With time the number of distilleries have grown between eight and nine. But unfortunately customs have seldom changed.
#5. If they don’t share, do the Japanese blend?
Yes, the Japanese create their own whiskies (grain and/or malt) in the hundreds and blend a subset in various proportions to come with their specific blends. Some distilleries additionally import scotch and blend them with their own.
#6. Yeast – More the merrier ?!?
Unlike most distillers who employ only one type of yeast strain; the Japanese culture hundreds of such individual strains to facilitate varied levels of fermentation. They even go to great lengths in employing a large number of biochemists who specialise in the field of fermentation.
#7. The Americans and the Europeans aren’t the only ones – there’s a new player in town!
A lot of that charm and life in our whisky comes from the years of interaction the young spirit acquires with the wood it is comfortably housed in. Many distillers are now spending more resources and capital into this specific domain to bring out varied and yet unique flavors that would make them stand out. Previously, the choice of wood was restricted to either American or European Oak; and using these in a combination of virgin and/or previously filled barrels would help blenders come up with a concoction that they would agree upon and then send out for production.
American Oak for example is known for their vanilla, honey, coconut and ginger profile while European Oak lends a lot of sherry, dried fruits, nutmeg and cinnamon.
The Japanese too have their own indigenous oak – Mizunara; which is used in the manufacture of incense sticks. And for that very reason the wood imparts a sweet, floral and fruity character . Unfortunately it is quite porous in nature, which means it cannot be used to mature whisky for really long periods and hence are used in conjunction with other types of wood.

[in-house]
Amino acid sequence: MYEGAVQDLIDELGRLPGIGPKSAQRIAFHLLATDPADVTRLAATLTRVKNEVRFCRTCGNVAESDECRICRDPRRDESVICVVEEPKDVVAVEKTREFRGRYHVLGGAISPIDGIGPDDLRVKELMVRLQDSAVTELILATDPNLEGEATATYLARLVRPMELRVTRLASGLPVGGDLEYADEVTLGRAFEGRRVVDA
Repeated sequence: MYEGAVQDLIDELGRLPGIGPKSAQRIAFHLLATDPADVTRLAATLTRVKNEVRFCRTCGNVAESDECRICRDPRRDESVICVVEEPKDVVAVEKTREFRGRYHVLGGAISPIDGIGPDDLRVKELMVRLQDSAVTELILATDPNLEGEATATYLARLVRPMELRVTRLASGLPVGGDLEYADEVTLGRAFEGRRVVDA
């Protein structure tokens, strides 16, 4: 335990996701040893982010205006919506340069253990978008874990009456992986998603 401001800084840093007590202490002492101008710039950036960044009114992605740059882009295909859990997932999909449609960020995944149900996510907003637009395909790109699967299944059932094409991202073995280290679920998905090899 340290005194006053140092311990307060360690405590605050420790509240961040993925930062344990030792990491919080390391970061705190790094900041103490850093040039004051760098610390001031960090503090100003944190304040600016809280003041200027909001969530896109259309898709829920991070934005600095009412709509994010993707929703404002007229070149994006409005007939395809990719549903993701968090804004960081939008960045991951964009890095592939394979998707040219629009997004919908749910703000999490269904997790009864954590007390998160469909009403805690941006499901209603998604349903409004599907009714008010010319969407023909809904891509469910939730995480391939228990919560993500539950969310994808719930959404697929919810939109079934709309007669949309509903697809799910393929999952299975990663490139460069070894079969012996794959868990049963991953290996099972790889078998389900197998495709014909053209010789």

#8. Oak is not the only wood – bamboo too!!
Bamboo is deeply rooted in Japanese culture and is associated with innocence and purity and it was this amalgamation of local culture and traditional methods of making whisky that introduced charcoal’d bamboo filtration to several Japanese distillers, Suntory being one. This method mellows and purifies the ‘hard liquor’ while also adding a sweeter, more fruitier dimension to the spirit. The Hibiki – 12 YO is an expression from this type of filtration.
#9. The Japanese like it High!
The Highball-a mix of sparkling water, ice and whisky, is a cocktail most Japanese wouldn’t shrug off all that easily! So illustrious is the highball that they’re available in cans at the grocery stores and at vending machines near train stations and hotels. Mind you, don’t dismiss this to be any flat glass with all the three tossed, stirred and shaken- Grave mistake! If there’s one thing about the Japanese, there is only one way – the right way! And chances are most if not all serious bartenders would meticulously follow it to the ‘T’!
Hope the next time you pour yourself a glass of Japanese Whisky, you spend a moment or two pondering on the what, the hows and the whos that brought this elixir its very existence.